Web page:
We will be arriving on Saturday afternoon. A week to chill before the Feria; in fact I prefer the quieter times in Arles, even the first week of Les Rencontres is too much. I recall you mentioning about leaving town when the hordes invade. But its easter break here and one of us teaches and is off for vacation. Next year my work partner wants the time off with her child, so we will alternate and I will miss the hordes in my front yard. Bullfighting is very controversial, but when you think about what the romans did in the Arena.... I have met many locals who just ignore it and many who are afficionados; also quite a few "Parisians" who come down. Did you stay and visit Bodegas when you first lived in Arles? Some of them have generations dancing classically together (Eglise Freres Precheurs) and the Ave Maria is beautiful. Some locals who avoid the bullfights still wish that Arles could afford to bring more well known matadors...its a matter of cost, and people appreciate the euros it potentially brings to town. Did you see the ecole taurine exhibition the weekend of march 1st, the kids, even a female, future matadors in the "ring" with a baby bull on Place du Forum? I saw Sunday's event as I was moving stuff around all day to make room for the work to be done in the kitchen and preparing to leave the next day. Also have visited Gimeaux where the kids were playing in a ring with the young bulls. All about the same hormonal levels. Tough beasts, naturally dangerous. I ramble. Have you told your readers about the course Camargaise (Bull Games above?)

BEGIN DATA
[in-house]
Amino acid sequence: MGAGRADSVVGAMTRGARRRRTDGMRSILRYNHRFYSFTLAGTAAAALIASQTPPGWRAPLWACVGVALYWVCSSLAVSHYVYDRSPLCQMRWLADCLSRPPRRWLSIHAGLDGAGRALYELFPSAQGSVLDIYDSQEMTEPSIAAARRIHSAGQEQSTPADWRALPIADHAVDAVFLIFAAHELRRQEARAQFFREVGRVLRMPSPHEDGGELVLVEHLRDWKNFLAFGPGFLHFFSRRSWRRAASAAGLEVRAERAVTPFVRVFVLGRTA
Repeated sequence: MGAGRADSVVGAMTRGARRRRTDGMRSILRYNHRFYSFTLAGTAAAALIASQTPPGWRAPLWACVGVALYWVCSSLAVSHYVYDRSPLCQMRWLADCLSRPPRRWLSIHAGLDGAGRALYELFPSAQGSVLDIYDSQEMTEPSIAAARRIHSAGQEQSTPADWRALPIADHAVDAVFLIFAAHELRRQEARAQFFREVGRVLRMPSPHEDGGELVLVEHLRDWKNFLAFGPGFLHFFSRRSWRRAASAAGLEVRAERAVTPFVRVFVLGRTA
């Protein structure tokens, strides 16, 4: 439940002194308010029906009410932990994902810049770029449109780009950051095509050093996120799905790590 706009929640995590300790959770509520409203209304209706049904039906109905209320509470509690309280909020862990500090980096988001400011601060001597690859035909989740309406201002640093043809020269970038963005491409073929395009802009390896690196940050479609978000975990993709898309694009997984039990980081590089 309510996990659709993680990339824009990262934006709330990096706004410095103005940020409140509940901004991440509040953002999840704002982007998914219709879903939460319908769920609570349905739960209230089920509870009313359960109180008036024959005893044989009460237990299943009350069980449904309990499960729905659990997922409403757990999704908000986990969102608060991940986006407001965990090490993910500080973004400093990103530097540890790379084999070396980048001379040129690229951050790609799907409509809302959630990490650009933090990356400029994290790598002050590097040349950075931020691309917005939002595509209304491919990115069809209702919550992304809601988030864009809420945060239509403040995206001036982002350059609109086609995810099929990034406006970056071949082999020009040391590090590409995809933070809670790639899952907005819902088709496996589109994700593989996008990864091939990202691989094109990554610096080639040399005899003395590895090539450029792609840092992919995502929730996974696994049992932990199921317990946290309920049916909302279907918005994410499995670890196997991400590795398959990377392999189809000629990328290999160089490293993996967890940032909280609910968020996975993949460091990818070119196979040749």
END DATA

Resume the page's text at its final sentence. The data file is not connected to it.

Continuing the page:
Its has been wonderful to view your site regularly. Hope we can meet soon.
    And Hello David Terry!
    Mike

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    1. Hello Dr. Mike (I love Janey's nickname for you). Well, you will be here soon! You will see that the weather is divine. Le tauromachie is not...something that I can believe in...although if you see above, I did go to decide for myself. And yes, when we were younger, we used to go to the bodegs, especially Les Andalouses on Thursday night with the locals. Alas, since the manade that sponsors that particular bodega were also the host to the giant regional FN meeting a few months back, I will no longer attend. And I saw the setup for the March 1st gig - I find it very odd. Kids and bulls. And I have mentioned the Courses Camarguaises but still...not my thing. I am rooting for the cultural development of Arles to help bring in money (and yes, I know that some restaurant owners say that they do 1/4 of their business between the Ferias) that is not so reliant on killing animals. That said, I hope to have my post up about the Fondation Van Gogh tomorrow. It is exceptional, really beautiful and very, very positive.
      Travel safely! Arles awaits...
      H

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  12. Gorgeous contrasts. I think you need an artist's plaque on your door. ;)

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  13. the charm of chance encounters. To walk is human, to converse is divine.